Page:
Headphones and headsets rely on those things called drivers (not the software) to transmit sound, and Razer created the first product of this sort to pack 5 of them in each ear.
Speaker systems must have a number of satellites and a subwoofer if they are are to properly render surround sound.
This is harder to pull of in headphones, because of the simple fact that spacial positioning is an element that does not apply very well in such small confines.
Still, this did not stop companies from looking for ways to surmount the issue and deliver 'true' surround sound directly to the ear.
Razer may have just cracked the dilemma, although it did have to make liberal use of sound drivers, beyond anything done before.
More specifically, the Razer Tiamat 7.1 headset, set to be priced at $180 or 180 Euro when it begins to sell (during the fourth quarter of 2011), has 10 drivers in total, five in each ear cup
Seven of them are surround sound channels, while three are dedicated to carrying out the tasks of a subwoofer. A control unit lets one adjust the position and volume of each channel individually.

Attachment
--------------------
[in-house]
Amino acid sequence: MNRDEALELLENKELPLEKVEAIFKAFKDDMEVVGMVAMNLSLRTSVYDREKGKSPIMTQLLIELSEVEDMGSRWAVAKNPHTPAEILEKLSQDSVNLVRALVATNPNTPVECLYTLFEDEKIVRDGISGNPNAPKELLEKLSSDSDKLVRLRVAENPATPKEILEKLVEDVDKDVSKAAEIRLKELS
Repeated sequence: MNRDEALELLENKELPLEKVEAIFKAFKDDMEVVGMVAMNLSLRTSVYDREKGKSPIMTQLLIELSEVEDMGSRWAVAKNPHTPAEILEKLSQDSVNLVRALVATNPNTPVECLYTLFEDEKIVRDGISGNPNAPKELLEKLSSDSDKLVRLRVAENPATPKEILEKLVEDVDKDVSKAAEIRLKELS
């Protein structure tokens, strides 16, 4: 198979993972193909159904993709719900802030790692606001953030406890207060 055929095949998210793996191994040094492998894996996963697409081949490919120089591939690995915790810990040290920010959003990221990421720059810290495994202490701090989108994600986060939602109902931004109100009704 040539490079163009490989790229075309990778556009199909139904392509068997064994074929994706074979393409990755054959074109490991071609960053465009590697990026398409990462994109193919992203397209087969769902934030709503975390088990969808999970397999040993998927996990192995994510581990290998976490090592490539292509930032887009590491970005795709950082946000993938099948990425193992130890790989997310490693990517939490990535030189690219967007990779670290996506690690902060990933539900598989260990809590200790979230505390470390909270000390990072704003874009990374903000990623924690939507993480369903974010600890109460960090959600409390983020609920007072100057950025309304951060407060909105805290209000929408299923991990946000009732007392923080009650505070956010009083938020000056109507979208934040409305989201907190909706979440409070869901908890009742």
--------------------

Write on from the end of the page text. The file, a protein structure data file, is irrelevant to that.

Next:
"The Razer Tiamat headset range is the pride of our audio engineering, the world's first 10 driver headset, built to deliver the most powerful, clear and accurately produced positional audio gamers will ever need for the competitive edge," said Robert "RazerGuy" Krakoff, President, Razer USA.
"Surprise the enemy trying to creep up for a stealth kill, when you can hear their footsteps loud and clear behind you."
The Tiamat 7.1 has a noise-filtering, retractable microphone and a braided fiber cable, plus the ability to switch between the 7.1 and 2.0 stereo modes, although one might be better off buying a Tiamat 2.2 (with just four drivers, two for bass, and in-line volume control) if they prefer the latter option (the price is $100).